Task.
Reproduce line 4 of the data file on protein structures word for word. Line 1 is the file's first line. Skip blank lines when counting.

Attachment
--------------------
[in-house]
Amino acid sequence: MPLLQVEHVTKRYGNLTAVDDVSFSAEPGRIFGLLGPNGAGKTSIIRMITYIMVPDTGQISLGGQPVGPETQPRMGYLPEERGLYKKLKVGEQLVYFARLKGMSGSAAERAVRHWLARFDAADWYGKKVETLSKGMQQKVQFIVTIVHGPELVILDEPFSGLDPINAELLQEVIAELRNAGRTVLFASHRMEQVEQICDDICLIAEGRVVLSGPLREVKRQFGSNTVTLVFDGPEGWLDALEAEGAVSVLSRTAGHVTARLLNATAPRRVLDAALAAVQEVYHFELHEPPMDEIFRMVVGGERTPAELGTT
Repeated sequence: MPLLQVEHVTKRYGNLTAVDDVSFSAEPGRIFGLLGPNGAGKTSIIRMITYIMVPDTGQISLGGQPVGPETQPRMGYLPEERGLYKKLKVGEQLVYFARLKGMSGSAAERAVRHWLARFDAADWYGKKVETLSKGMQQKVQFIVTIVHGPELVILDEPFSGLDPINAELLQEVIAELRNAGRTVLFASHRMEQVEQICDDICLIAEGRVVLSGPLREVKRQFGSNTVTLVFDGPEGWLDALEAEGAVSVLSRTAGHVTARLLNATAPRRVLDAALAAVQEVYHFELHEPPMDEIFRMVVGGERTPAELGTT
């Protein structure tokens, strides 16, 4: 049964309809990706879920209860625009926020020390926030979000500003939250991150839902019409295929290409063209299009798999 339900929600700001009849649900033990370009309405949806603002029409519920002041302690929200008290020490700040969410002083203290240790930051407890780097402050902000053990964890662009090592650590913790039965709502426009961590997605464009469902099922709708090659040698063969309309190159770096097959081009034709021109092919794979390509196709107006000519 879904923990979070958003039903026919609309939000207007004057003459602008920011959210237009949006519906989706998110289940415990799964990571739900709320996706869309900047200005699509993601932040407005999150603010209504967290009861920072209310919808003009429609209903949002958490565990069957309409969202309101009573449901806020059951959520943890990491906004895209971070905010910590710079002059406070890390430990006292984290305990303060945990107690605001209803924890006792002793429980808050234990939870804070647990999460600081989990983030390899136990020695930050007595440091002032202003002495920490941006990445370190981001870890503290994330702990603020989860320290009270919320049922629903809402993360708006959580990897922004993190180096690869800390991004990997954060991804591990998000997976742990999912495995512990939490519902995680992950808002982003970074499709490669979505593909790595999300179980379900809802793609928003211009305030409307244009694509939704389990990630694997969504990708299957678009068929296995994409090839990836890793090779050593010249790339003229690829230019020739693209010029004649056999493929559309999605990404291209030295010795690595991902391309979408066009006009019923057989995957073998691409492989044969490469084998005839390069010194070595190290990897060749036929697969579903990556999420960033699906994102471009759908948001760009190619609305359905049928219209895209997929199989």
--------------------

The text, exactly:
């Protein structure tokens, strides 16, 4: 049964309809990706879920209860625009926020020390926030979000500003939250991150839902019409295929290409063209299009798999 339900929600700001009849649900033990370009309405949806603002029409519920002041302690929200008290020490700040969410002083203290240790930051407890780097402050902000053990964890662009090592650590913790039965709502426009961590997605464009469902099922709708090659040698063969309309190159770096097959081009034709021109092919794979390509196709107006000519 879904923990979070958003039903026919609309939000207007004057003459602008920011959210237009949006519906989706998110289940415990799964990571739900709320996706869309900047200005699509993601932040407005999150603010209504967290009861920072209310919808003009429609209903949002958490565990069957309409969202309101009573449901806020059951959520943890990491906004895209971070905010910590710079002059406070890390430990006292984290305990303060945990107690605001209803924890006792002793429980808050234990939870804070647990999460600081989990983030390899136990020695930050007595440091002032202003002495920490941006990445370190981001870890503290994330702990603020989860320290009270919320049922629903809402993360708006959580990897922004993190180096690869800390991004990997954060991804591990998000997976742990999912495995512990939490519902995680992950808002982003970074499709490669979505593909790595999300179980379900809802793609928003211009305030409307244009694509939704389990990630694997969504990708299957678009068929296995994409090839990836890793090779050593010249790339003229690829230019020739693209010029004649056999493929559309999605990404291209030295010795690595991902391309979408066009006009019923057989995957073998691409492989044969490469084998005839390069010194070595190290990897060749036929697969579903990556999420960033699906994102471009759908948001760009190619609305359905049928219209895209997929199989």